Are plans to demolish Dhaka University’s TSC justified?
Last December, ahead of Dhaka University's birth centenary celebrations in 2021, the news that its iconic Teacher-Student Centre (TSC) will be demolished to be rebuilt into a modern structure came as a shock to many. The Public Works Development (PWD) came up with the decision after Prime Minister Sheikh Hasina asked the authorities concerned to modernise Dhaka Medical College Hospital, TSC and public library.
Famed Greek architect Constantinos Apostolos Doxiadis (1913-1975) designed the TSC in the early 1960s. The architecture of the establishment is unique—Doxiadis had rural Bangladeshi huts in mind when he was designing it; as a result, TSC bears our architectural heritage as well.
To plain eyes, the TSC may seem like a place only for casual conversation and entertainment. However, its significance lies beyond that. It is a free space where people can indulge in intellectual discourse. Co-curricular clubs of the university operate from there. Moreover, various cultural programmes with Dhaka University students and people from all over the country are organised from the TSC all year round.
Like many other architectural landmarks of Dhaka city that have stood the test of time, the TSC has witnessed the spirit and determination of the youth who played a significant role in Bangladesh's independence. Every corner of the TSC has a story to tell. This cultural, social and political hub for commoners and members of the Dhaka University family alike is under the threat of destruction now. The revolutions that sparked inside the TSC, the historical events, emotions and memories associated with it are all being neglected in the name of development.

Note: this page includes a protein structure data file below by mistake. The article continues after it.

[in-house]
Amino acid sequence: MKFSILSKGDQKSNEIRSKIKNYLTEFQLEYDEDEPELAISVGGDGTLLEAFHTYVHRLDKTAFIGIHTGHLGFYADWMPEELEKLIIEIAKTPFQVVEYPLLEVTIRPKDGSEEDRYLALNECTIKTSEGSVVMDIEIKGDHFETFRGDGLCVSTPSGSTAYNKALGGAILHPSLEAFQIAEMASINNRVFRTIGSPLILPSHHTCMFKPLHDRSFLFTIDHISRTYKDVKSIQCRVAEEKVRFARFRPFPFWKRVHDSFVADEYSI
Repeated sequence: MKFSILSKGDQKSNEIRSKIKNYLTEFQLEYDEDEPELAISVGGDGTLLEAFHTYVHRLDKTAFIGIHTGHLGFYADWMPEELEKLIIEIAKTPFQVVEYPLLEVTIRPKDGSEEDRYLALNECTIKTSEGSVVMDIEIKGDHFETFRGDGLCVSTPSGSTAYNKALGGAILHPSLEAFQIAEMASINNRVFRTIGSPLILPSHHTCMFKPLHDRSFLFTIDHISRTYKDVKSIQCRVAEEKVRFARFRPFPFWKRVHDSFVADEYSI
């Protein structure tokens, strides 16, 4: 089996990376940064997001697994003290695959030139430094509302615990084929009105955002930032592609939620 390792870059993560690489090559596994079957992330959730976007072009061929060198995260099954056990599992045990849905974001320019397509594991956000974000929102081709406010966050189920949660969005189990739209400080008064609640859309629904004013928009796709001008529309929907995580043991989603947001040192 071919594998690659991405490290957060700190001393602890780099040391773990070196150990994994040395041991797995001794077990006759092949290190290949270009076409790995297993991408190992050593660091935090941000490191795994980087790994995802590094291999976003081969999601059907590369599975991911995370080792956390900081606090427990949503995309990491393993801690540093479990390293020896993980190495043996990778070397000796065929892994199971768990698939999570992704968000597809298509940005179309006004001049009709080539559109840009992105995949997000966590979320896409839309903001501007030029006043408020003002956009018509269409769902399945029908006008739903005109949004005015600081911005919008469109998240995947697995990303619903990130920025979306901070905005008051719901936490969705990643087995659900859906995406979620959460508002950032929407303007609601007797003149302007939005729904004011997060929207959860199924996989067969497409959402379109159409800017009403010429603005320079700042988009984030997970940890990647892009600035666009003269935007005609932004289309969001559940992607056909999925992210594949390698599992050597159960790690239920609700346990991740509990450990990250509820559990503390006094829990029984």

It is true that everything withers with time, and development is necessary. The TSC we have now may eventually be inadequate for the 40,000 students and teachers of Dhaka University. However, does that truly justify tearing apart the historic establishment?
According to the PWD authorities, the new plan for the TSC was due on December 10, 2020, but it is yet to be submitted. The plan includes a new auditorium, a gymnasium, a new swimming pool and a parking lot, among other things. To many in the Dhaka University family, it seems like the philosophy that had driven the construction of the TSC is completely missing from the new structure. The TSC has been around for so long that anything else in its place, no matter how new or fancy it may be, will not be enough to compensate for the loss. It is also home to many artists and cultural activists of Dhaka. Amidst the chaotic life of this city, many come to the TSC to spend time and reminisce on their youth. Former students of Dhaka University, including noted teachers and intellectuals, have expressed their displeasure regarding the move to modernise the TSC. Something as cherished as this place must be preserved from the pangs of urbanisation.
Development does not mean that we have to destroy the old structure of the TSC, as it has a special history and unique significance. The TSC is an architectural icon not only inside the Dhaka University campus, but also in the broader cityscape of Dhaka. Although our capital city is over 400 years old, we do not have many monuments or establishments that embody the cultural heritage of Bangladesh. The authorities concerned should keep that in mind when they start sprouting fancy words like "modernisation" as justification for replacing such an integral monument. Sustainable development is what we should aim for, not simply bulldozing our way through the past.
The authors are respectively: Genetic Engineering and Biotechnology graduate from Dhaka University, Vice President candidate in the DUCSU Elections 2019. email@example.com; student at Department of Economics, Dhaka University and freelance blogger. firstname.lastname@example.org.